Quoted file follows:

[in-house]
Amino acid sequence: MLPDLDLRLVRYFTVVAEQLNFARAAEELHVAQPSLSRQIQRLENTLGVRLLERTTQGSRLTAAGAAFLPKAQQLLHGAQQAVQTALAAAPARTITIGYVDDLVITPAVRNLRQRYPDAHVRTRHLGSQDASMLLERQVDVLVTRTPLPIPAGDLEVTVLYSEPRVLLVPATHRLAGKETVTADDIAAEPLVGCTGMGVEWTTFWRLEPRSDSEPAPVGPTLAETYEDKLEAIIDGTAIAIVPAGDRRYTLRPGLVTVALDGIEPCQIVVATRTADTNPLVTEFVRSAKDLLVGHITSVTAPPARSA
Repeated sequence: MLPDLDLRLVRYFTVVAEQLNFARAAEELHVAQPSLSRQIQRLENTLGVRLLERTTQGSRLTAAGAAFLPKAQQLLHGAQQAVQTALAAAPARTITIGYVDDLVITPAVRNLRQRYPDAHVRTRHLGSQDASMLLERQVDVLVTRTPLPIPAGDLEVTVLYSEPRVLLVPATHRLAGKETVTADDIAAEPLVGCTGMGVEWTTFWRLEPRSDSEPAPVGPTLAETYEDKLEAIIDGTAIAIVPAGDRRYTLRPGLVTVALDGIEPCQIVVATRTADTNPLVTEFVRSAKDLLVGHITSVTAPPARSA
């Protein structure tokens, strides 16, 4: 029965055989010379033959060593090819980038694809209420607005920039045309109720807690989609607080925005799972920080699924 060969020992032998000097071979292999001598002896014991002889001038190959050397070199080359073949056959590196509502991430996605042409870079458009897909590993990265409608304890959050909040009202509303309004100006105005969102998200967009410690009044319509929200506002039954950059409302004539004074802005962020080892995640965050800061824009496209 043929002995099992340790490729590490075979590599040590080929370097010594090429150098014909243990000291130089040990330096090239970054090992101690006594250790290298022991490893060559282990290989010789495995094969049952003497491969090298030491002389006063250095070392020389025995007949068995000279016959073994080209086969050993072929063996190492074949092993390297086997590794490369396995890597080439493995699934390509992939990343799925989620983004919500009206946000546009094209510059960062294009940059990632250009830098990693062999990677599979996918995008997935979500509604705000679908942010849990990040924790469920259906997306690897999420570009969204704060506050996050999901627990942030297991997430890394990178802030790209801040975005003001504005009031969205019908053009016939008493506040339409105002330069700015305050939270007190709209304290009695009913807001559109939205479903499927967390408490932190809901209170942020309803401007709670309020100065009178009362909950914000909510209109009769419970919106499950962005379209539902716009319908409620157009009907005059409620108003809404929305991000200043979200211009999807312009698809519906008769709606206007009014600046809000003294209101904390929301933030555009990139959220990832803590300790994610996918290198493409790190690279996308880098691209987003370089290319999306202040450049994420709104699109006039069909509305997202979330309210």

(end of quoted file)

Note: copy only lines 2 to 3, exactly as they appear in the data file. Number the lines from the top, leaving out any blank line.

Amino acid sequence: MLPDLDLRLVRYFTVVAEQLNFARAAEELHVAQPSLSRQIQRLENTLGVRLLERTTQGSRLTAAGAAFLPKAQQLLHGAQQAVQTALAAAPARTITIGYVDDLVITPAVRNLRQRYPDAHVRTRHLGSQDASMLLERQVDVLVTRTPLPIPAGDLEVTVLYSEPRVLLVPATHRLAGKETVTADDIAAEPLVGCTGMGVEWTTFWRLEPRSDSEPAPVGPTLAETYEDKLEAIIDGTAIAIVPAGDRRYTLRPGLVTVALDGIEPCQIVVATRTADTNPLVTEFVRSAKDLLVGHITSVTAPPARSA
Repeated sequence: MLPDLDLRLVRYFTVVAEQLNFARAAEELHVAQPSLSRQIQRLENTLGVRLLERTTQGSRLTAAGAAFLPKAQQLLHGAQQAVQTALAAAPARTITIGYVDDLVITPAVRNLRQRYPDAHVRTRHLGSQDASMLLERQVDVLVTRTPLPIPAGDLEVTVLYSEPRVLLVPATHRLAGKETVTADDIAAEPLVGCTGMGVEWTTFWRLEPRSDSEPAPVGPTLAETYEDKLEAIIDGTAIAIVPAGDRRYTLRPGLVTVALDGIEPCQIVVATRTADTNPLVTEFVRSAKDLLVGHITSVTAPPARSA